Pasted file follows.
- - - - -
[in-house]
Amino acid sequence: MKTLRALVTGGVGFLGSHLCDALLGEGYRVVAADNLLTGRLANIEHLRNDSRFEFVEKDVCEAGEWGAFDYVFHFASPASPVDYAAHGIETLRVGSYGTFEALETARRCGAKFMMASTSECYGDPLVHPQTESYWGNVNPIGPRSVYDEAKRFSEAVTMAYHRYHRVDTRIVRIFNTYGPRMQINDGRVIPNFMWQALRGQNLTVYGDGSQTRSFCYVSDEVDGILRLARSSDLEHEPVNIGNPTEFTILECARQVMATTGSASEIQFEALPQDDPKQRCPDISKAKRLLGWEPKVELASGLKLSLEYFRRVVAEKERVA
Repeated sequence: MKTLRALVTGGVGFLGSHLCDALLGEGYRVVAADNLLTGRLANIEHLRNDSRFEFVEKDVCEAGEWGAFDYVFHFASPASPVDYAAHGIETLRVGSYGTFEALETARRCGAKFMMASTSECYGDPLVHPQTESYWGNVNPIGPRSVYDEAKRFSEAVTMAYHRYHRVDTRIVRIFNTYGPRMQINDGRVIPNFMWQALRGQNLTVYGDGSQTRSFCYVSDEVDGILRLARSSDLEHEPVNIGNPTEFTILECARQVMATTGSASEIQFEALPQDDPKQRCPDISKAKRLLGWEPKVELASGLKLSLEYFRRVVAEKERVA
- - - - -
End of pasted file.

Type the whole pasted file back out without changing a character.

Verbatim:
[in-house]
Amino acid sequence: MKTLRALVTGGVGFLGSHLCDALLGEGYRVVAADNLLTGRLANIEHLRNDSRFEFVEKDVCEAGEWGAFDYVFHFASPASPVDYAAHGIETLRVGSYGTFEALETARRCGAKFMMASTSECYGDPLVHPQTESYWGNVNPIGPRSVYDEAKRFSEAVTMAYHRYHRVDTRIVRIFNTYGPRMQINDGRVIPNFMWQALRGQNLTVYGDGSQTRSFCYVSDEVDGILRLARSSDLEHEPVNIGNPTEFTILECARQVMATTGSASEIQFEALPQDDPKQRCPDISKAKRLLGWEPKVELASGLKLSLEYFRRVVAEKERVA
Repeated sequence: MKTLRALVTGGVGFLGSHLCDALLGEGYRVVAADNLLTGRLANIEHLRNDSRFEFVEKDVCEAGEWGAFDYVFHFASPASPVDYAAHGIETLRVGSYGTFEALETARRCGAKFMMASTSECYGDPLVHPQTESYWGNVNPIGPRSVYDEAKRFSEAVTMAYHRYHRVDTRIVRIFNTYGPRMQINDGRVIPNFMWQALRGQNLTVYGDGSQTRSFCYVSDEVDGILRLARSSDLEHEPVNIGNPTEFTILECARQVMATTGSASEIQFEALPQDDPKQRCPDISKAKRLLGWEPKVELASGLKLSLEYFRRVVAEKERVA